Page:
Clinical Trials

Feelings about being in a placebo-controlled trial

In some trials (especially Phase 1 and Phase 2 trials) everyone taking part will get the treatment. (See ‘Different types of trial’ and ‘Non-randomised trial designs’). However, many trials compare a new treatment with the standard or usual treatment by setting up two groups of people. One group, the experimental group, is given the new treatment. The other group, the control group, is given the standard treatment. (See ‘Feelings about being allocated (randomised) to a treatment group’). If no standard treatment is available, the control group may not be given any specific treatment or may be given a placebo.
A placebo is a treatment with no active ingredient which is designed to appear very like the treatment being tested. By comparing people’s responses to the placebo and to the treatment being tested, researchers can tell whether the treatment is having any real benefit, rather than patients simply feeling better because ‘something is being done’. (See more below about the placebo effect).
The idea of being given a placebo was easy for some people to accept. Comments included, “You’ve got to satisfy the authorities that the drug is capable of doing what it says”, “It was all part of the experiment”, and “That’s how you’ve got to test it”.
As Tony explains, he was happy to take part, even though he guessed he was on the placebo. In his case he was offered the active drug at the end of the trial once it had been shown to work. This was also offered to Kate’s husband at the end of a placebo-controlled trial of immunotherapy (grass pollen injections) to reduce hay fever symptoms. Like Tony, he guessed he was in the placebo group, but carried on with the trial, even though it was quite a burden. (See also ‘Thinking about withdrawing from a trial’).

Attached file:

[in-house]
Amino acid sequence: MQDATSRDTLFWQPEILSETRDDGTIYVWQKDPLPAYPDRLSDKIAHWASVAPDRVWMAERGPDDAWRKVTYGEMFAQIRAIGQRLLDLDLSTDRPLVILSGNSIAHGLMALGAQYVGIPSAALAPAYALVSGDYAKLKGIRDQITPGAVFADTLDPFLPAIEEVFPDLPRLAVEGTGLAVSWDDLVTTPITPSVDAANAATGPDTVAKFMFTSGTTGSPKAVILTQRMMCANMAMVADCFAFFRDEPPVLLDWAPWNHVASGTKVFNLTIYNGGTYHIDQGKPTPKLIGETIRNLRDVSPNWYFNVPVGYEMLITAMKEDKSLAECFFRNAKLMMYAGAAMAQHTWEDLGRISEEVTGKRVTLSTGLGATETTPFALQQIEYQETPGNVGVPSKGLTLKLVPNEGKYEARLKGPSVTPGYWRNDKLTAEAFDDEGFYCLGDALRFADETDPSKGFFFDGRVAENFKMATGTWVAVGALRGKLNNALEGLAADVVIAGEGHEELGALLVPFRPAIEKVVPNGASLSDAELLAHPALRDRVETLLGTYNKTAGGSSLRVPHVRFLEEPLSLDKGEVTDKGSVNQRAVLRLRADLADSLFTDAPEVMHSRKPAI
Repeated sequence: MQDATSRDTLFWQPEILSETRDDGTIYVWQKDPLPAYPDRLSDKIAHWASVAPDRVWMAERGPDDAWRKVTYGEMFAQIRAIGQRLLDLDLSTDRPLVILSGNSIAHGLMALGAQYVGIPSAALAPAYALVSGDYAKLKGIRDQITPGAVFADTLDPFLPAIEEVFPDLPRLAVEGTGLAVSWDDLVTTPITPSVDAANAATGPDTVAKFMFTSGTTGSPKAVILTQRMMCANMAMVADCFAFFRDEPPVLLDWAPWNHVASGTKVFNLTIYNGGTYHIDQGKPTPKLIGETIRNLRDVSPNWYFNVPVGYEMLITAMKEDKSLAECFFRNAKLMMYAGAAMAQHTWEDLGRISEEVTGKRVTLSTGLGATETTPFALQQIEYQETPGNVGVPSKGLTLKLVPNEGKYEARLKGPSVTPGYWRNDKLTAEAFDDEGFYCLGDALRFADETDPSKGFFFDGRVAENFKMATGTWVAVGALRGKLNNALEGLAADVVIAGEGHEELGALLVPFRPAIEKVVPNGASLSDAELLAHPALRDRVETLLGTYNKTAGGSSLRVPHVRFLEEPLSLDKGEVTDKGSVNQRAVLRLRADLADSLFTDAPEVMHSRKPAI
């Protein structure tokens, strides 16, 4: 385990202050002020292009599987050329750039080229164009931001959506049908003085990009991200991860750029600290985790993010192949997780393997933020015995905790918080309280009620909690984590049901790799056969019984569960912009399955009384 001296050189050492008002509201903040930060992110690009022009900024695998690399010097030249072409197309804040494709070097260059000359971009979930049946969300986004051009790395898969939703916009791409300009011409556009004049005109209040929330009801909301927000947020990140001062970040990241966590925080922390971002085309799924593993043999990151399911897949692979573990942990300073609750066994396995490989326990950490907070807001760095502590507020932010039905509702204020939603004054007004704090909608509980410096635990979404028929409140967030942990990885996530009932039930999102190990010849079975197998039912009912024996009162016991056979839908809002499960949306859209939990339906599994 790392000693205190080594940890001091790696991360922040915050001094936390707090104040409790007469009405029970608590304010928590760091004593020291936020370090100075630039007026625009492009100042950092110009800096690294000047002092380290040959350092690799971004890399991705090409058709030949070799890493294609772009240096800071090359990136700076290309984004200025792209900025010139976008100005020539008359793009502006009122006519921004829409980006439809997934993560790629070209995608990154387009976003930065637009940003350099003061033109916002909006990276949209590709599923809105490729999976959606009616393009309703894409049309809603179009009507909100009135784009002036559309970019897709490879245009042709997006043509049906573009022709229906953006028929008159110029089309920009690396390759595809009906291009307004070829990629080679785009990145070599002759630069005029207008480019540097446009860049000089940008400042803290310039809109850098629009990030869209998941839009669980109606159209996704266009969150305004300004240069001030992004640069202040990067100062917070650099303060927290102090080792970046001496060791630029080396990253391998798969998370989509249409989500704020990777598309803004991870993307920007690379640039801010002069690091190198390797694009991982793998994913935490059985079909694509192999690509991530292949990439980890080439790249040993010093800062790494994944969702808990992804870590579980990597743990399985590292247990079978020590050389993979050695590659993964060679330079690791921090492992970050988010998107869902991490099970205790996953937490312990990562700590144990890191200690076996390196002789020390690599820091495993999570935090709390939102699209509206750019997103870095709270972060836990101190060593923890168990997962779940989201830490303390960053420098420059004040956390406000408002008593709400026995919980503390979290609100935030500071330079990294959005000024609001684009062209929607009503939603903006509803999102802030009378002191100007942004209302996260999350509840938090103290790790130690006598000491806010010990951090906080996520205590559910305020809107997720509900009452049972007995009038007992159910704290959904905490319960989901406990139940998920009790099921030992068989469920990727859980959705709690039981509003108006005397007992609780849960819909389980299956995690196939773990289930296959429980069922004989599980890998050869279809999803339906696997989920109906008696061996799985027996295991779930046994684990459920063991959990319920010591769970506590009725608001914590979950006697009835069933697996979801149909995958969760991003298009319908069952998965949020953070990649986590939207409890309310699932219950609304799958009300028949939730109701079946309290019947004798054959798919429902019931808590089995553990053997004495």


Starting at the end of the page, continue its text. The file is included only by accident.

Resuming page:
Kate suggested it might have been better to say at the start of the study that the active treatment – if it was found to work - would be offered to anyone who had had the placebo, as a way of keeping them motivated. This should be stated in the information given to people before they consent to take part, but Kate felt it had not been made clear in their case.
Several people assumed that if they had no change in symptoms they must be taking a placebo. However, this is not necessarily so, as not all drugs work on all patients in the same way.
Equally, people who are taking a placebo may sometimes experience improvements in their health. This is known as the placebo effect or placebo response. We still do not understand exactly why it happens, but it seems that believing a treatment will help can result in real physical changes. This is why new drugs are often compared against a placebo – if the patients on the drug do significantly better than those taking the placebo, it suggests the new drug really has an effect. If people were only given the new drug, we could not be sure if improvements were simply due to a placebo effect.
However, some people we talked to were unhappy with the idea of a placebo-controlled trial, usually because they were concerned that they would be denying themselves the possibility of a treatment which might work for them. (Of course, they might also be avoiding the side effects of a treatment which might not work for them).